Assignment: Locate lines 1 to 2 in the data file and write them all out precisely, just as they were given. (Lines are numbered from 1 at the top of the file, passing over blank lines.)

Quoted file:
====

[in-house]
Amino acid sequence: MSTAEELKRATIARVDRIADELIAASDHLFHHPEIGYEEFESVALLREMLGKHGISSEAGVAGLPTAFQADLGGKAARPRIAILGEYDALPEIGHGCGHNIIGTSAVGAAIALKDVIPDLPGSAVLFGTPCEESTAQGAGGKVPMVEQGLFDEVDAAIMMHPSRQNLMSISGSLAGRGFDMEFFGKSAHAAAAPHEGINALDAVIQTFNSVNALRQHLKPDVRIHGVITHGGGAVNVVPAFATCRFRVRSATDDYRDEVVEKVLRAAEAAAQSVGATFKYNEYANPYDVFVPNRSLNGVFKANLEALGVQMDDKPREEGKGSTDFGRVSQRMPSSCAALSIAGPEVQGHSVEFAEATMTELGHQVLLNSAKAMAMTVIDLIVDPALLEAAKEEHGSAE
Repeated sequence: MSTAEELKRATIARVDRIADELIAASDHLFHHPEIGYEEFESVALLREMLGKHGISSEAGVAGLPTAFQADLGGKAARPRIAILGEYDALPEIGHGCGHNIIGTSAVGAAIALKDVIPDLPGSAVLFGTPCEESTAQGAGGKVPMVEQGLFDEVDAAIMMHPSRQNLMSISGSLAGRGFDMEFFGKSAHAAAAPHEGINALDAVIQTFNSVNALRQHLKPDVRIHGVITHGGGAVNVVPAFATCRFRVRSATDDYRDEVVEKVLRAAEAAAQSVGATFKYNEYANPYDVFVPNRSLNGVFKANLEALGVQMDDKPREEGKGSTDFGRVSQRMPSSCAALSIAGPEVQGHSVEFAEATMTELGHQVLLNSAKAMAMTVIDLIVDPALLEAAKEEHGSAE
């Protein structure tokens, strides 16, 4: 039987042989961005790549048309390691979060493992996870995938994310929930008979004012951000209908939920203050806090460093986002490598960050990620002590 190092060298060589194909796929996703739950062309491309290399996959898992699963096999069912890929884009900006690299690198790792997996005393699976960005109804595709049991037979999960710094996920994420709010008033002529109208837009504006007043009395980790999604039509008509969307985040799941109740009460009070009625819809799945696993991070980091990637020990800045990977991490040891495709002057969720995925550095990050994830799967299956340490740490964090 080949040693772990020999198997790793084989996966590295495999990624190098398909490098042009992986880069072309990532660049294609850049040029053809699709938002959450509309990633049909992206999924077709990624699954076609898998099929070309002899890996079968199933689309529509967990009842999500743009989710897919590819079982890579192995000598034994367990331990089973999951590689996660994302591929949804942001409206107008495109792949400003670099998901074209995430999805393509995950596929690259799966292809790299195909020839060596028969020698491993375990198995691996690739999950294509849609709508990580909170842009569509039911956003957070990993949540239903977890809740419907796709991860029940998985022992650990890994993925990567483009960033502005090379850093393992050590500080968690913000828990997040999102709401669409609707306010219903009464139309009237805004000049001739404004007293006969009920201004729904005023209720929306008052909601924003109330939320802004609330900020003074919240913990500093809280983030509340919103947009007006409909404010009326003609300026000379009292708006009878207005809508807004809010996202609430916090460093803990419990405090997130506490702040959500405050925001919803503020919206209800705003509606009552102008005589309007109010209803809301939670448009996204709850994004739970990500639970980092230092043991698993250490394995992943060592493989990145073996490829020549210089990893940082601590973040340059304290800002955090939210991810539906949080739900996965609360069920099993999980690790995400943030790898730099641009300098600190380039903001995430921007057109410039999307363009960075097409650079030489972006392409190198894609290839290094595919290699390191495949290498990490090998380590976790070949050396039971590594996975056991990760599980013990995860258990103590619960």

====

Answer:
[in-house]
Amino acid sequence: MSTAEELKRATIARVDRIADELIAASDHLFHHPEIGYEEFESVALLREMLGKHGISSEAGVAGLPTAFQADLGGKAARPRIAILGEYDALPEIGHGCGHNIIGTSAVGAAIALKDVIPDLPGSAVLFGTPCEESTAQGAGGKVPMVEQGLFDEVDAAIMMHPSRQNLMSISGSLAGRGFDMEFFGKSAHAAAAPHEGINALDAVIQTFNSVNALRQHLKPDVRIHGVITHGGGAVNVVPAFATCRFRVRSATDDYRDEVVEKVLRAAEAAAQSVGATFKYNEYANPYDVFVPNRSLNGVFKANLEALGVQMDDKPREEGKGSTDFGRVSQRMPSSCAALSIAGPEVQGHSVEFAEATMTELGHQVLLNSAKAMAMTVIDLIVDPALLEAAKEEHGSAE